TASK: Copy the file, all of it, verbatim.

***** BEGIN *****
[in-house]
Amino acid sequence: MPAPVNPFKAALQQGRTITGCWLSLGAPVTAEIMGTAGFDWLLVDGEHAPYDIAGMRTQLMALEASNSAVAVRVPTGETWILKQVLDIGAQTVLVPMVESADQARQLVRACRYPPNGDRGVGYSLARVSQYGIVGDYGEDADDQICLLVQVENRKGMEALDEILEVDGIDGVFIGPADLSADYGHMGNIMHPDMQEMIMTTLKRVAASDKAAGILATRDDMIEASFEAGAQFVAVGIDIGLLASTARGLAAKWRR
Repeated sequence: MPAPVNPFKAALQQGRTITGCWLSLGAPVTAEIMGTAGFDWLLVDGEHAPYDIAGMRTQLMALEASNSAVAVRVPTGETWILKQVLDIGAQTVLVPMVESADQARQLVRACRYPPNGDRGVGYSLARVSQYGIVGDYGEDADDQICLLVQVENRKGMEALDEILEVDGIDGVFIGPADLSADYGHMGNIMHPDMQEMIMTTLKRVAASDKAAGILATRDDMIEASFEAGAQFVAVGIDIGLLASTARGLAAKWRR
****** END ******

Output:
[in-house]
Amino acid sequence: MPAPVNPFKAALQQGRTITGCWLSLGAPVTAEIMGTAGFDWLLVDGEHAPYDIAGMRTQLMALEASNSAVAVRVPTGETWILKQVLDIGAQTVLVPMVESADQARQLVRACRYPPNGDRGVGYSLARVSQYGIVGDYGEDADDQICLLVQVENRKGMEALDEILEVDGIDGVFIGPADLSADYGHMGNIMHPDMQEMIMTTLKRVAASDKAAGILATRDDMIEASFEAGAQFVAVGIDIGLLASTARGLAAKWRR
Repeated sequence: MPAPVNPFKAALQQGRTITGCWLSLGAPVTAEIMGTAGFDWLLVDGEHAPYDIAGMRTQLMALEASNSAVAVRVPTGETWILKQVLDIGAQTVLVPMVESADQARQLVRACRYPPNGDRGVGYSLARVSQYGIVGDYGEDADDQICLLVQVENRKGMEALDEILEVDGIDGVFIGPADLSADYGHMGNIMHPDMQEMIMTTLKRVAASDKAAGILATRDDMIEASFEAGAQFVAVGIDIGLLASTARGLAAKWRR